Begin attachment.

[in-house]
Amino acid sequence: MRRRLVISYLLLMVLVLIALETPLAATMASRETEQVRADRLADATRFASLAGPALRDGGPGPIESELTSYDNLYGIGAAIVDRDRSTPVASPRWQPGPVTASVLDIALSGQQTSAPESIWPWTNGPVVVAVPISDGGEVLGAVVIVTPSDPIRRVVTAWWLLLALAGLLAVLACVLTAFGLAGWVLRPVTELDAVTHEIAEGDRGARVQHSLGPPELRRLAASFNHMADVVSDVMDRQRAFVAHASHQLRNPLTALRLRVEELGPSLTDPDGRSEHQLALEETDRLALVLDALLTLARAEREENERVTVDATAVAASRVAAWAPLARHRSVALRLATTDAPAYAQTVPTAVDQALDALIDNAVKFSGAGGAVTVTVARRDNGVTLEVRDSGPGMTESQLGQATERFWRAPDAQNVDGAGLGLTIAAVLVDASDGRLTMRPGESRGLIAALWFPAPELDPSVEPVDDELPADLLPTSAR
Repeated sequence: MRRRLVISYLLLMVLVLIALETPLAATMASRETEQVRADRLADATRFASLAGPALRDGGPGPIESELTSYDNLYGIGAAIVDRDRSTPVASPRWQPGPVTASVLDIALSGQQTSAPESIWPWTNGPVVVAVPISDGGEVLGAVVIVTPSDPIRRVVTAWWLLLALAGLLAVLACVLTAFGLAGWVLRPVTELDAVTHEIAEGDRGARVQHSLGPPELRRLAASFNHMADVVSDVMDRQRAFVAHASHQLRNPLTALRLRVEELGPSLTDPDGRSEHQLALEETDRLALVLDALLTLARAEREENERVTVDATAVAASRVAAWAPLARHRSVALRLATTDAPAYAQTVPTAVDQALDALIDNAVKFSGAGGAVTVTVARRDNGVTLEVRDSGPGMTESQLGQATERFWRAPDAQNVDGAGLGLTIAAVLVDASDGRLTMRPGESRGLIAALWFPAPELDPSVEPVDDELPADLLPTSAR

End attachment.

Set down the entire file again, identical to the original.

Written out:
[in-house]
Amino acid sequence: MRRRLVISYLLLMVLVLIALETPLAATMASRETEQVRADRLADATRFASLAGPALRDGGPGPIESELTSYDNLYGIGAAIVDRDRSTPVASPRWQPGPVTASVLDIALSGQQTSAPESIWPWTNGPVVVAVPISDGGEVLGAVVIVTPSDPIRRVVTAWWLLLALAGLLAVLACVLTAFGLAGWVLRPVTELDAVTHEIAEGDRGARVQHSLGPPELRRLAASFNHMADVVSDVMDRQRAFVAHASHQLRNPLTALRLRVEELGPSLTDPDGRSEHQLALEETDRLALVLDALLTLARAEREENERVTVDATAVAASRVAAWAPLARHRSVALRLATTDAPAYAQTVPTAVDQALDALIDNAVKFSGAGGAVTVTVARRDNGVTLEVRDSGPGMTESQLGQATERFWRAPDAQNVDGAGLGLTIAAVLVDASDGRLTMRPGESRGLIAALWFPAPELDPSVEPVDDELPADLLPTSAR
Repeated sequence: MRRRLVISYLLLMVLVLIALETPLAATMASRETEQVRADRLADATRFASLAGPALRDGGPGPIESELTSYDNLYGIGAAIVDRDRSTPVASPRWQPGPVTASVLDIALSGQQTSAPESIWPWTNGPVVVAVPISDGGEVLGAVVIVTPSDPIRRVVTAWWLLLALAGLLAVLACVLTAFGLAGWVLRPVTELDAVTHEIAEGDRGARVQHSLGPPELRRLAASFNHMADVVSDVMDRQRAFVAHASHQLRNPLTALRLRVEELGPSLTDPDGRSEHQLALEETDRLALVLDALLTLARAEREENERVTVDATAVAASRVAAWAPLARHRSVALRLATTDAPAYAQTVPTAVDQALDALIDNAVKFSGAGGAVTVTVARRDNGVTLEVRDSGPGMTESQLGQATERFWRAPDAQNVDGAGLGLTIAAVLVDASDGRLTMRPGESRGLIAALWFPAPELDPSVEPVDDELPADLLPTSAR